A 58-year-old female with a medical history significant for asthma, diabetes and hypertension presented to the emergency department with left flank pain of 1 day’s duration. She also reported a 100.8°F fever but denied nausea or vomiting. On physical exam, she was afebrile with an occasional cough, 4/10 pain, and mild abdominal tenderness to palpation in the left upper quadrant. There was no CVA tenderness or peritoneal signs. She denied any trauma. Her white blood cell count was slightly elevated (12,500) with an increased neutrophil count (10,000/ul). Due to the patient’s continued pain, a contrast-enhanced CT of the abdomen and pelvis was obtained.
Contiguous axial CT images of the abdomen and pelvis were obtained using non-ionic contrast material, and coronal and sagittal reformats were also provided. These images revealed a hypoattenuating, round, soft-tissue mass inferior and anterior to the spleen with mild inflammatory changes of the surrounding mesenteric fat (Figure 1). On coronal and sagittal reformats, there was also a curvilinear structure extending superiorly from the mass which could be traced back to the splenic artery, likely representing a splenic arterial branch (Figures 2A, 2B). This mass had been seen on a chest PE with contrast study 12 years prior and had similar contrast enhancement patterns and Hounsfield unit values as the spleen, compatible with a splenule (Figures 3A, 3B).
Infarcted splenule. Differential diagnoses: neoplasm, tuberculoma, infectious abscess.
Splenules, or accessory spleens, are congenital foci of normal splenic tissue that are separate from the main body of the spleen.1 They are not uncommon, and are often incidentally found on CT scans and other abdominal imaging studies. A retrospective review by Mortele et al of 1000 patients found that 16% had splenules on contrast-enhanced CT imaging.2 They most commonly appear posterior and medial to the spleen (22%) and are well-marginated, round masses that enhance homogenously on contrast-enhanced imaging.2 Vascular supply is usually from the splenic artery.3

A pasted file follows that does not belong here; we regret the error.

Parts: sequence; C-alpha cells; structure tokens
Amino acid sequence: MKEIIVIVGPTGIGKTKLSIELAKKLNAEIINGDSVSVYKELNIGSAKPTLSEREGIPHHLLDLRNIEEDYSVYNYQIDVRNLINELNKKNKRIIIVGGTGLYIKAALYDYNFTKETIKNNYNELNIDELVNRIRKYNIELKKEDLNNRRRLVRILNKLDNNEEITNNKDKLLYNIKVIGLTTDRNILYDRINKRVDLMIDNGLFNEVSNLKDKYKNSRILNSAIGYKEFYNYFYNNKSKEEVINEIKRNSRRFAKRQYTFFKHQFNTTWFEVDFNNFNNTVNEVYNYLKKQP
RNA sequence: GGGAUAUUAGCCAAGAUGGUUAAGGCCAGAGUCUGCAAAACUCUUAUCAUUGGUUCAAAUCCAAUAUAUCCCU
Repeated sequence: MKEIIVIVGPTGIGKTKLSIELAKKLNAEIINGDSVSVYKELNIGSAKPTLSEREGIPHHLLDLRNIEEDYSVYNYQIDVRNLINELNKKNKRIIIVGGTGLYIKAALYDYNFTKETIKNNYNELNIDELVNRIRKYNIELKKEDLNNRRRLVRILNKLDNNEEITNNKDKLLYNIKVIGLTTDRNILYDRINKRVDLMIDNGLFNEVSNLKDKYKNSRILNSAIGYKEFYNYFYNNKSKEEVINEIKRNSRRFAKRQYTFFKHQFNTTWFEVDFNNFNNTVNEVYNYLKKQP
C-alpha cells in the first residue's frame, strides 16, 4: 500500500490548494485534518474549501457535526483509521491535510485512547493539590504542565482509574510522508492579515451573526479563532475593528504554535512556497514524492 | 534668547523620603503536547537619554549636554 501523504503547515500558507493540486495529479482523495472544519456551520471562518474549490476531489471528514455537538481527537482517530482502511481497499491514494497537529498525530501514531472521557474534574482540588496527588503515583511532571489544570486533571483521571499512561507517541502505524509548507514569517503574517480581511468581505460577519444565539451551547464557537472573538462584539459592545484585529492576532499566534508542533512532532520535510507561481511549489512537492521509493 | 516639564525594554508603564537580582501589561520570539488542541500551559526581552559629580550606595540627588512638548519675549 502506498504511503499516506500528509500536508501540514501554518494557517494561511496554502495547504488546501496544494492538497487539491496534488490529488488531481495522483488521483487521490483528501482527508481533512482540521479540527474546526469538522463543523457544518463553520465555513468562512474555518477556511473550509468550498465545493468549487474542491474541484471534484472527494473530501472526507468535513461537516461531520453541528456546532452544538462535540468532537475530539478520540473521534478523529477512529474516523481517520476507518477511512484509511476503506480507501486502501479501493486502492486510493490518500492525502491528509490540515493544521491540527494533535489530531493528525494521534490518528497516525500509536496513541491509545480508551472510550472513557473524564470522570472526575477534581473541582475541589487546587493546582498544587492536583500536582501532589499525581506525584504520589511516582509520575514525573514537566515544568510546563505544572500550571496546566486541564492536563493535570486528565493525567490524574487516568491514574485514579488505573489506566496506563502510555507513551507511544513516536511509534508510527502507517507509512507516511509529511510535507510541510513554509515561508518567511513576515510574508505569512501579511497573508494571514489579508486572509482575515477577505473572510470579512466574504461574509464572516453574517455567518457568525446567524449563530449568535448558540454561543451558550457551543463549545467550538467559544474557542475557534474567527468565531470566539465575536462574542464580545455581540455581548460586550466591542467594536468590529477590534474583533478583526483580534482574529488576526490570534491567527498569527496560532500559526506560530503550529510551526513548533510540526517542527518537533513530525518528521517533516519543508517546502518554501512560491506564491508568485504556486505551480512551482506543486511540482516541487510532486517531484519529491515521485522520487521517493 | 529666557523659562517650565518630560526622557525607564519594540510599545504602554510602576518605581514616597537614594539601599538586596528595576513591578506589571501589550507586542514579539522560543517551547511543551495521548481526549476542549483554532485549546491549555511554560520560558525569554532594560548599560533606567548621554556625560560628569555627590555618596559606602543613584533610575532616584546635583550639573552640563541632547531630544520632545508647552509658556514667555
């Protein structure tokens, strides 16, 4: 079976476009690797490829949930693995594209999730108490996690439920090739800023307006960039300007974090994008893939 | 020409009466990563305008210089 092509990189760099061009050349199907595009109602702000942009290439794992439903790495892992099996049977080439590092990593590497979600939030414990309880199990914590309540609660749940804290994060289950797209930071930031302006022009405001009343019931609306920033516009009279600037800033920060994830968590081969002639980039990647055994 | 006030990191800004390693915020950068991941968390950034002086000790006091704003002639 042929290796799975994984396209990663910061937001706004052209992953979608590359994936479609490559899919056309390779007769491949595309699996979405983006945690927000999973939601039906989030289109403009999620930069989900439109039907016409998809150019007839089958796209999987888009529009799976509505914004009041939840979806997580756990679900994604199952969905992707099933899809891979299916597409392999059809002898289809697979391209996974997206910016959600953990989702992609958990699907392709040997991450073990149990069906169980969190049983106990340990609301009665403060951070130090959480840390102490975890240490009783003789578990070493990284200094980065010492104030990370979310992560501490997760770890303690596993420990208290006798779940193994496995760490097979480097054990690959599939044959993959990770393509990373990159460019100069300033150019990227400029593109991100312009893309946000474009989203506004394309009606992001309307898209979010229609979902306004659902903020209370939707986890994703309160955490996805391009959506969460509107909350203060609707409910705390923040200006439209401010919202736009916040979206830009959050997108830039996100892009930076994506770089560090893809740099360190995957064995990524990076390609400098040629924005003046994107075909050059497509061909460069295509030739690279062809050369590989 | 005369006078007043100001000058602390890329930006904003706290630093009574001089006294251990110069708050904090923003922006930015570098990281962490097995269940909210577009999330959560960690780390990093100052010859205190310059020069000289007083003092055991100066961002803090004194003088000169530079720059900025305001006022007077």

Splenules are typically asymptomatic, but various clinical complications such as hemorrhage, rupture, and torsion in pediatric patients have been described.4 Symptoms typically include intermittent left upper quadrant pain due to ischemia in torsed splenules, but they can progress to an acute abdomen in more severe cases.
It is important to differentiate splenules from wandering spleens, although infarction of the two may present with similar imaging findings. A wandering spleen occurs because of laxity or absence of the suspensory ligaments of the spleen, leading to hypermobility.5 While not a common entity, this occurs more often in children rather than adults. Failure of the splenic tissue to enhance on contrast-enhanced CT indicates infarction in these cases. Similarly, the splenule on our exam appeared hypoattenuating compared to the spleen, suggesting ischemia and infarction given that the splenule previously enhanced like the spleen on the prior CT exam. The surrounding mesenteric stranding also supported splenule infarction.
It is important to be able to distinguish infarcted splenules from other causes of acute left upper quadrant pain which require surgery as they represent an abnormal cause of abdominal pain that can be managed nonsurgically. In this case, the patient was sent home with analgesics and made a full recovery.
In this case, CT was used to diagnose an infarcted splenule. While rare, it is important to know the radiological and clinical signs in order to keep a high index of suspicion for infarcted splenule given the correct clinical scenario in order to prevent unnecessary surgery and facilitate correct, conservative treatment.
Radiological Case: Infarcted splenule. Appl Radiol.